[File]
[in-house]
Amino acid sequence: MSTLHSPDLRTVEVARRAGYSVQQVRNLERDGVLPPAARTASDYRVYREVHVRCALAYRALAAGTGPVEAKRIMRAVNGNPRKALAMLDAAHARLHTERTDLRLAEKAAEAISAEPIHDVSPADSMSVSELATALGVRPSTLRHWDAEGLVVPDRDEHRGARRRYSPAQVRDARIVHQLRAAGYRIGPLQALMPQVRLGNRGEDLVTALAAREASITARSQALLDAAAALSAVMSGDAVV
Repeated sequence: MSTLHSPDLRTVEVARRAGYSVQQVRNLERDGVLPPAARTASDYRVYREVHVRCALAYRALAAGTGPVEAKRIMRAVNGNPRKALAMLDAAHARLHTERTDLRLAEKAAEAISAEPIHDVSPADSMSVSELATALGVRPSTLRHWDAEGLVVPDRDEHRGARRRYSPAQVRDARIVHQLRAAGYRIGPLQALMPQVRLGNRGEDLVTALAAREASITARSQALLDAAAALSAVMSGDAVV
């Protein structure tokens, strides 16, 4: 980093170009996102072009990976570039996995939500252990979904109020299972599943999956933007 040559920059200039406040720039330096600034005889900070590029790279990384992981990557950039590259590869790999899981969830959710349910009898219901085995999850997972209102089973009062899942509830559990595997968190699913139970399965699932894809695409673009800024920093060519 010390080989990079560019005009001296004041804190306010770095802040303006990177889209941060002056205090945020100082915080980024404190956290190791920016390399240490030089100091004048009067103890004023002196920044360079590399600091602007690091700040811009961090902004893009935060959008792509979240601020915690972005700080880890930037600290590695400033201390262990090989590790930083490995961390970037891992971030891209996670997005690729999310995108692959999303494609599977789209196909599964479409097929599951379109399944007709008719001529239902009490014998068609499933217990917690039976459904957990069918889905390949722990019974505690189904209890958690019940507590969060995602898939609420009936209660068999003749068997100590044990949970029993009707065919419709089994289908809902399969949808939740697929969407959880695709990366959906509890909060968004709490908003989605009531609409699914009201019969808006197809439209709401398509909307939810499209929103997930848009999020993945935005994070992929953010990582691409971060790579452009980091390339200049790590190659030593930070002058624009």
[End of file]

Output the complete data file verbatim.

[in-house]
Amino acid sequence: MSTLHSPDLRTVEVARRAGYSVQQVRNLERDGVLPPAARTASDYRVYREVHVRCALAYRALAAGTGPVEAKRIMRAVNGNPRKALAMLDAAHARLHTERTDLRLAEKAAEAISAEPIHDVSPADSMSVSELATALGVRPSTLRHWDAEGLVVPDRDEHRGARRRYSPAQVRDARIVHQLRAAGYRIGPLQALMPQVRLGNRGEDLVTALAAREASITARSQALLDAAAALSAVMSGDAVV
Repeated sequence: MSTLHSPDLRTVEVARRAGYSVQQVRNLERDGVLPPAARTASDYRVYREVHVRCALAYRALAAGTGPVEAKRIMRAVNGNPRKALAMLDAAHARLHTERTDLRLAEKAAEAISAEPIHDVSPADSMSVSELATALGVRPSTLRHWDAEGLVVPDRDEHRGARRRYSPAQVRDARIVHQLRAAGYRIGPLQALMPQVRLGNRGEDLVTALAAREASITARSQALLDAAAALSAVMSGDAVV
């Protein structure tokens, strides 16, 4: 980093170009996102072009990976570039996995939500252990979904109020299972599943999956933007 040559920059200039406040720039330096600034005889900070590029790279990384992981990557950039590259590869790999899981969830959710349910009898219901085995999850997972209102089973009062899942509830559990595997968190699913139970399965699932894809695409673009800024920093060519 010390080989990079560019005009001296004041804190306010770095802040303006990177889209941060002056205090945020100082915080980024404190956290190791920016390399240490030089100091004048009067103890004023002196920044360079590399600091602007690091700040811009961090902004893009935060959008792509979240601020915690972005700080880890930037600290590695400033201390262990090989590790930083490995961390970037891992971030891209996670997005690729999310995108692959999303494609599977789209196909599964479409097929599951379109399944007709008719001529239902009490014998068609499933217990917690039976459904957990069918889905390949722990019974505690189904209890958690019940507590969060995602898939609420009936209660068999003749068997100590044990949970029993009707065919419709089994289908809902399969949808939740697929969407959880695709990366959906509890909060968004709490908003989605009531609409699914009201019969808006197809439209709401398509909307939810499209929103997930848009999020993945935005994070992929953010990582691409971060790579452009980091390339200049790590190659030593930070002058624009």